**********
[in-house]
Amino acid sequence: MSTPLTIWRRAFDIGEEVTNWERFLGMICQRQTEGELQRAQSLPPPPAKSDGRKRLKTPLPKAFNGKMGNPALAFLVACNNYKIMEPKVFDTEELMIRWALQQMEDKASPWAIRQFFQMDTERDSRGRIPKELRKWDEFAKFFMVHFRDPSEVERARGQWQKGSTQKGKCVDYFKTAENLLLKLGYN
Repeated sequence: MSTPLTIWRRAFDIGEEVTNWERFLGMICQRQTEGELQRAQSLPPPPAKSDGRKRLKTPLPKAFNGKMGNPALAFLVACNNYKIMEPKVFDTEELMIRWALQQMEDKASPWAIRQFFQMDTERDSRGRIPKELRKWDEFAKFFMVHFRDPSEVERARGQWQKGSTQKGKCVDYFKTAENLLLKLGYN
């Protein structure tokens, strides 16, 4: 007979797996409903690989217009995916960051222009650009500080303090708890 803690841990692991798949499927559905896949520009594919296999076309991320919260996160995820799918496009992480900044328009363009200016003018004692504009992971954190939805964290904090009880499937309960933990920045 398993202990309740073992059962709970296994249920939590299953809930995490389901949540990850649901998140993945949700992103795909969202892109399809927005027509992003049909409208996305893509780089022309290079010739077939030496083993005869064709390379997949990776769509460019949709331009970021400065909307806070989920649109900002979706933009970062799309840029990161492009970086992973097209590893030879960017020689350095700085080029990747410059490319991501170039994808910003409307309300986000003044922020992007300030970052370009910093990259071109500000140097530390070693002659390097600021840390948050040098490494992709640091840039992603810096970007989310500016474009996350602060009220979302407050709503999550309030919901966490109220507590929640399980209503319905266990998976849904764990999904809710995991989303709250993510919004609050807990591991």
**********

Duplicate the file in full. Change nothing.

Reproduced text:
[in-house]
Amino acid sequence: MSTPLTIWRRAFDIGEEVTNWERFLGMICQRQTEGELQRAQSLPPPPAKSDGRKRLKTPLPKAFNGKMGNPALAFLVACNNYKIMEPKVFDTEELMIRWALQQMEDKASPWAIRQFFQMDTERDSRGRIPKELRKWDEFAKFFMVHFRDPSEVERARGQWQKGSTQKGKCVDYFKTAENLLLKLGYN
Repeated sequence: MSTPLTIWRRAFDIGEEVTNWERFLGMICQRQTEGELQRAQSLPPPPAKSDGRKRLKTPLPKAFNGKMGNPALAFLVACNNYKIMEPKVFDTEELMIRWALQQMEDKASPWAIRQFFQMDTERDSRGRIPKELRKWDEFAKFFMVHFRDPSEVERARGQWQKGSTQKGKCVDYFKTAENLLLKLGYN
């Protein structure tokens, strides 16, 4: 007979797996409903690989217009995916960051222009650009500080303090708890 803690841990692991798949499927559905896949520009594919296999076309991320919260996160995820799918496009992480900044328009363009200016003018004692504009992971954190939805964290904090009880499937309960933990920045 398993202990309740073992059962709970296994249920939590299953809930995490389901949540990850649901998140993945949700992103795909969202892109399809927005027509992003049909409208996305893509780089022309290079010739077939030496083993005869064709390379997949990776769509460019949709331009970021400065909307806070989920649109900002979706933009970062799309840029990161492009970086992973097209590893030879960017020689350095700085080029990747410059490319991501170039994808910003409307309300986000003044922020992007300030970052370009910093990259071109500000140097530390070693002659390097600021840390948050040098490494992709640091840039992603810096970007989310500016474009996350602060009220979302407050709503999550309030919901966490109220507590929640399980209503319905266990998976849904764990999904809710995991989303709250993510919004609050807990591991």